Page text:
The other last night I received a call from a co-worker who added a Windows firewall rule to a production AWS EC2 machine running Server 2016. Soon after he couldn’t access the server via RDP nor were any of the IIS sites loading.
Of course a snapshot was not created prior to the change, because “It worked in Test”.
At first I thought we might be up a creek and restoring from an older backup. But, then I remembered AWS Systems Manager and the ability to send commands to an AWS EC2 machine via the AWS console.
Below are the quick steps I took to disable the Windows Firewall using AWS Systems Manager to regain access into the EC2 machine.
I’ve been noticing a previous post about how to host a static site using AWS services has been gaining in popularity.
Most recently a blog post by Thom Greene (@tbgree00) had mentioned the previous article and while all the steps in the previous post are accurate and works – I wanted to share how I now host static websites using AWS S3 and Cloudflare.
At work we’ve been toying with the idea of moving some of our VMware workload off to AWS and I’ve been tasked with migrating a couple VMware virtual machines to AWS as a proof of concept for the time being.
In this post I’ll show how I setup the AWS Connector and did the migration from VMware to AWS using the AWS Server Migration Service.
Yesterday morning I finally took the AWS Solutions Architect – Associate and even managed to pass it!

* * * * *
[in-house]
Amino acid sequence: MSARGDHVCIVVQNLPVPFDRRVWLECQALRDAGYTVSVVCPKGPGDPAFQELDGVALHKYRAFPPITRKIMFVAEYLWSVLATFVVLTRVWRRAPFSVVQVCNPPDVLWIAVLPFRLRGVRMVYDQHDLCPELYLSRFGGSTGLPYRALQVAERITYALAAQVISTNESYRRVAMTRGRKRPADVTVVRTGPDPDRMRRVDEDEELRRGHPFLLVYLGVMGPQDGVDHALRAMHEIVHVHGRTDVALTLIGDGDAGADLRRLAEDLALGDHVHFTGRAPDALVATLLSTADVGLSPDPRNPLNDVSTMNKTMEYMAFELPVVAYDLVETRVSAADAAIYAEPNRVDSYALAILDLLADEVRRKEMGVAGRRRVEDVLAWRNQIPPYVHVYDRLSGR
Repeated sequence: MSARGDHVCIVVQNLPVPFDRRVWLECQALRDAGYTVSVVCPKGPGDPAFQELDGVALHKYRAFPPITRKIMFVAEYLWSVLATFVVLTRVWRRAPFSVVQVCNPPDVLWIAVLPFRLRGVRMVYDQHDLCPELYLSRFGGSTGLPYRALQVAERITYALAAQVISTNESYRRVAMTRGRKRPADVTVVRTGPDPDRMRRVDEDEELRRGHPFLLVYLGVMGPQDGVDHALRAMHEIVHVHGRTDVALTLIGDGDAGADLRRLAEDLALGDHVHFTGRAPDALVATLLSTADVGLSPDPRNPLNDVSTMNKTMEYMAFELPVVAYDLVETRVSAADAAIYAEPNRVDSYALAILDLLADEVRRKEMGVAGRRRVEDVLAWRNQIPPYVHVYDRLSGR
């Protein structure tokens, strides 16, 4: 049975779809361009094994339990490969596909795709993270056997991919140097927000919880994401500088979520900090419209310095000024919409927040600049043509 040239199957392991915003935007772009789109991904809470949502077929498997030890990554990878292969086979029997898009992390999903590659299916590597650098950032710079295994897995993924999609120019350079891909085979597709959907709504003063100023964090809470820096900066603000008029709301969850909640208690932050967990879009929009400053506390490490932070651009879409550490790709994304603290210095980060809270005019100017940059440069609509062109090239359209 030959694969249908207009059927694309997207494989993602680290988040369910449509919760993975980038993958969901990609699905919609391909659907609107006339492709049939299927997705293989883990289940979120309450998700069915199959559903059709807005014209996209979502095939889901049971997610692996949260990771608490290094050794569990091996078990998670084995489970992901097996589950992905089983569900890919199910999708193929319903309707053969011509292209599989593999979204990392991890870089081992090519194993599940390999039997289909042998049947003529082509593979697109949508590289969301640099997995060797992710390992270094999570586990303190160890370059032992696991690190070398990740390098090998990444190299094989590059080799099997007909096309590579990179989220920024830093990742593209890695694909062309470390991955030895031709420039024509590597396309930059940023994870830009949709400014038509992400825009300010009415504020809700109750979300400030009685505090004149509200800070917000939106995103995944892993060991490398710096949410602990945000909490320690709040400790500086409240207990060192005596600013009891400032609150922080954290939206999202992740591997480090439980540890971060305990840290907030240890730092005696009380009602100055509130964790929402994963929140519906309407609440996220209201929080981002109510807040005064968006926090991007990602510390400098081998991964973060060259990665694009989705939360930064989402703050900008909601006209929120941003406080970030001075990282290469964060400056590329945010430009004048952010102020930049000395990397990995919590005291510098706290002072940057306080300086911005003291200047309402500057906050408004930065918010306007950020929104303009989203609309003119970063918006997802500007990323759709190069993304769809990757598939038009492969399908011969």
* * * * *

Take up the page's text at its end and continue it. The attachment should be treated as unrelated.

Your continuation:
While everything about the exam is still fresh in my mind I wanted to share my experience taking the Solutions Architect – Associate exam as well as share a few tips that certainly helped me in taking the exam in hopes that it might help others as well.
In addition to running this blog I also run several online forum communities, but in the past I never had a place to showcase these communities in one place. This post will detail my steps I took to host a static website using AWS S3, CloudFront, Route 53 and Certificate Manager to showcase those communities all in one place. All without the need to worry manage another server.
Requirements before getting started:
- An Amazon Web Services account.
- Domain name – I use and suggest either Namecheap or NameSilo to register new domains if you haven’t already. (Use coupon SAVE1OFFNAMESILO at NameSilo to save $1.00)
- Already have a static HTML page designed and ready to upload.
So briefly I’ll explain why I choose these services and what they will offer.
In my free time I’ve been working through the AWS Certified Solutions Architect by Ryan Kroonenburg from ACloud.guru. Ryan really drives home the importance of knowing how to create a custom VPC within AWS as part of the exam. For me I learn best by not only doing it but writing it down.
So if for nothing else but my own benefit, this post is going to show step by step how to create a custom VPC in AWS without using the AWS wizard.